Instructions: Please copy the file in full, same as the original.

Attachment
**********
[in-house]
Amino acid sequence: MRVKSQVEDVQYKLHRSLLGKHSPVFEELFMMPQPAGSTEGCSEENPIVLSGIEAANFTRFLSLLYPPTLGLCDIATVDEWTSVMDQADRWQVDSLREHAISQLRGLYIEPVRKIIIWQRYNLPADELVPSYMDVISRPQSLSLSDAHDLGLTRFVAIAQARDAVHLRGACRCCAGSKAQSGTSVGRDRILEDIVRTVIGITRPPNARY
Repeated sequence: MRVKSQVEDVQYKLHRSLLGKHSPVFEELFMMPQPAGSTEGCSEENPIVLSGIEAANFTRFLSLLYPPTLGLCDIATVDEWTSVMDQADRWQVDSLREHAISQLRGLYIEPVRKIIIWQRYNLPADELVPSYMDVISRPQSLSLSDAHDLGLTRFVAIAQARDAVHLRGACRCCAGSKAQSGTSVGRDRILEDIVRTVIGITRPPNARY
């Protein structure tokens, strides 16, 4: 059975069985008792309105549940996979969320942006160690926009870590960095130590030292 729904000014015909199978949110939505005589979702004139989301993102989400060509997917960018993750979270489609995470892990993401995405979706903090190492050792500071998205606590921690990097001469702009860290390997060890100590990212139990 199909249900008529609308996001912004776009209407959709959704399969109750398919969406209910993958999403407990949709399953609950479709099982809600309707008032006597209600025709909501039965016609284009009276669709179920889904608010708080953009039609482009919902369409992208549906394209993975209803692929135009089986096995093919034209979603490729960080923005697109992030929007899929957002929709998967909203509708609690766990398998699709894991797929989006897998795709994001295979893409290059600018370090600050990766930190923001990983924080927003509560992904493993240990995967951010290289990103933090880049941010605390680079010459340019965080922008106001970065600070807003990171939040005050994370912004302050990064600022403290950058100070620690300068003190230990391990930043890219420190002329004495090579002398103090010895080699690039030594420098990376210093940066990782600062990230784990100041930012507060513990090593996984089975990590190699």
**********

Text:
[in-house]
Amino acid sequence: MRVKSQVEDVQYKLHRSLLGKHSPVFEELFMMPQPAGSTEGCSEENPIVLSGIEAANFTRFLSLLYPPTLGLCDIATVDEWTSVMDQADRWQVDSLREHAISQLRGLYIEPVRKIIIWQRYNLPADELVPSYMDVISRPQSLSLSDAHDLGLTRFVAIAQARDAVHLRGACRCCAGSKAQSGTSVGRDRILEDIVRTVIGITRPPNARY
Repeated sequence: MRVKSQVEDVQYKLHRSLLGKHSPVFEELFMMPQPAGSTEGCSEENPIVLSGIEAANFTRFLSLLYPPTLGLCDIATVDEWTSVMDQADRWQVDSLREHAISQLRGLYIEPVRKIIIWQRYNLPADELVPSYMDVISRPQSLSLSDAHDLGLTRFVAIAQARDAVHLRGACRCCAGSKAQSGTSVGRDRILEDIVRTVIGITRPPNARY
């Protein structure tokens, strides 16, 4: 059975069985008792309105549940996979969320942006160690926009870590960095130590030292 729904000014015909199978949110939505005589979702004139989301993102989400060509997917960018993750979270489609995470892990993401995405979706903090190492050792500071998205606590921690990097001469702009860290390997060890100590990212139990 199909249900008529609308996001912004776009209407959709959704399969109750398919969406209910993958999403407990949709399953609950479709099982809600309707008032006597209600025709909501039965016609284009009276669709179920889904608010708080953009039609482009919902369409992208549906394209993975209803692929135009089986096995093919034209979603490729960080923005697109992030929007899929957002929709998967909203509708609690766990398998699709894991797929989006897998795709994001295979893409290059600018370090600050990766930190923001990983924080927003509560992904493993240990995967951010290289990103933090880049941010605390680079010459340019965080922008106001970065600070807003990171939040005050994370912004302050990064600022403290950058100070620690300068003190230990391990930043890219420190002329004495090579002398103090010895080699690039030594420098990376210093940066990782600062990230784990100041930012507060513990090593996984089975990590190699």